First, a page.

College rules the day at Oyler School


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    First grader Mark Tobin wears a University of Delaware crown. Each year Cincinnati's Oyler School devotes a day to getting kids from preschool through 12th grade talking about college.

    - Amy Scott/Marketplace

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    To build a college-going culture, Oyler holds its own Tournament of Roses -- named after the annual parade in Pasadena. Teachers and staff decorate every classroom door to represent a college or university.

    - Stacy Doose

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    A wall promotes the University of Texas -- and an upcoming basketball game against Oyler's big rival.

    - Stacy Doose

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    A classroom door touts the financial benefits of a college degree.

    - Amy Scott/Marketplace

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    This year Oyler added a twist to the Tournament of Roses, promoting trades -- like auto detailing -- that don't require degrees.

    - Stacy Doose

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    Senior Richard Carter talks to Larry Thompson with the Greater Cincinnati Apprenticeship Council. Instead of college, Richard is considering an apprenticeship in construction.

    - Stacy Doose

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    Joe Saylor teaches fifth and sixth grades at Oyler. He grew up in this house, a block away from the school.

    - Glenn Hartong

There’s a parade of cute coming down the hallway -- a gaggle of first graders, walking single file, each one wearing a construction paper crown with a Penn State or University of Delaware logo.

The procession passes a classroom door decked out with the Seton Hall mascot. “Pirates!” the kids shout.

Today, every door at Oyler has been decorated to represent a college or university. The kids walk past the University of Georgia, Auburn and Cincinnati State. These 6- and 7-year-olds are still learning to read. So they practice.

“Start here, and go down,” teacher Michelle Reiring instructs them, pointing to a sign for the University of Missouri.

Then they come to another door, with letters cut out from magazines, like a ransom note. Seven-year-old Mark Tobin slowly sounds out the words.

“Did you know college graduates make almost twice as much money as people who don’t have a degree?” he manages.

“How cool is that?” Reiring says.

And that’s pretty much the point of this day -- to get kids from preschool to 12th grade talking and thinking about college. “When I came to Oyler, there was, like, this complete absence of college,” says Oyler’s principal Craig Hockenberry. “Nobody even knew what a college was.”

When Hockenberry took the job 12 years ago, Oyler only went through eighth grade. Without a high school in their neighborhood, most kids eventually dropped out. So Oyler added a high school, and Hockenberry set about building a college-going culture at the school -- almost from scratch.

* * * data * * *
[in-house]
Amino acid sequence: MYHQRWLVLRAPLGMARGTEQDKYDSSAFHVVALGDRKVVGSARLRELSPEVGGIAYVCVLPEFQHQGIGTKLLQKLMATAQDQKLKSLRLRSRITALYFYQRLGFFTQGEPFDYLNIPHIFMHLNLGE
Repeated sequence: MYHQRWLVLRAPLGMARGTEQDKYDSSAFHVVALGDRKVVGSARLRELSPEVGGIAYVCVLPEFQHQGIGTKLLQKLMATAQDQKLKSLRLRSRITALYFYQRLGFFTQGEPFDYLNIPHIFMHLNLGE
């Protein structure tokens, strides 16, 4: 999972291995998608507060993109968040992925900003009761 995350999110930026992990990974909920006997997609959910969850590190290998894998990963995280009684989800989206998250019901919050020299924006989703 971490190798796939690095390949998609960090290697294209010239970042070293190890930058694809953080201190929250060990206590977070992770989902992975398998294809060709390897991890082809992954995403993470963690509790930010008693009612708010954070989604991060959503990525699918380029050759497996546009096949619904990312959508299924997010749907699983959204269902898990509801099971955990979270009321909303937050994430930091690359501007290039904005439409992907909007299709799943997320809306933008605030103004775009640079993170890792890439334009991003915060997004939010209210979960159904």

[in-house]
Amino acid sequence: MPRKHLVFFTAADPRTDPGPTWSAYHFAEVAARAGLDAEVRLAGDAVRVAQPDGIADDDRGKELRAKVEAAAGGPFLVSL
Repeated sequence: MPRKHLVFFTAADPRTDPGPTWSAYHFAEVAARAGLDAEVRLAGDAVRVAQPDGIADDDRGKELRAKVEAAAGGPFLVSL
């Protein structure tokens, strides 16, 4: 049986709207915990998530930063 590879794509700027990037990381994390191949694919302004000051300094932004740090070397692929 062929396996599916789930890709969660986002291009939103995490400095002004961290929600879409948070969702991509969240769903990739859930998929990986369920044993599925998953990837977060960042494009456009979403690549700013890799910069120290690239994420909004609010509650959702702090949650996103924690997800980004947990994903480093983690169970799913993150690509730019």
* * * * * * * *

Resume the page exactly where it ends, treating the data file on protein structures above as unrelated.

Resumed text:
Most Oyler parents never finished high school, let alone went to college, Hockenberry says. “It’s not a dinner table topic,” he says. “There’s a lot of absence of conversation with parents about that.”

Once a year, Oyler devotes a day to having that conversation. Teachers and staff wear college gear. There’s a recruiting fair in the gym. And every class spends an hour talking about college.

Teacher Joe Saylor shows his class of fifth graders the website for Hocking College, a small public school in Ohio. A recent Oyler graduate goes there.

“This is direct evidence that if you graduate high school from Oyler, you can go to college,” he tells them. “You can succeed.”

Saylor says that’s a message kids from Oyler need to hear long before sophomore or junior year. “You have to plant that seed early,” he says. “The sad truth is, not only are they not hearing it at home, they may be hearing the opposite at home: ‘You’re not going to go to college. You’re no better than me.’”

Saylor knows. He grew up a block away from the school. He also knows college isn’t for everyone. This year Oyler’s added trades into the mix, like plumbing and auto detailing.

At the recruiting fair in the gym, senior Richard Carter checks out an apprentice program in construction. He could start making around $15 an hour right out of school, while taking some classes.

“I wanted to actually do something hands on, where they pay me so I don’t have to pay them that much,” he says.

The real mission of this day is to encourage kids to set their sights beyond high school. Joe Saylor’s fifth graders seem to be getting the message. Their guest speaker, Chip Murdock arrives. He’s an admissions rep from Wilmington College.

“How many of you guys want to go to college some day?” he asks.

All of them raise their hands.

About the author

Amy Scott is Marketplace’s education correspondent covering the K-12 and higher education beats, as well as general business and economic stories.

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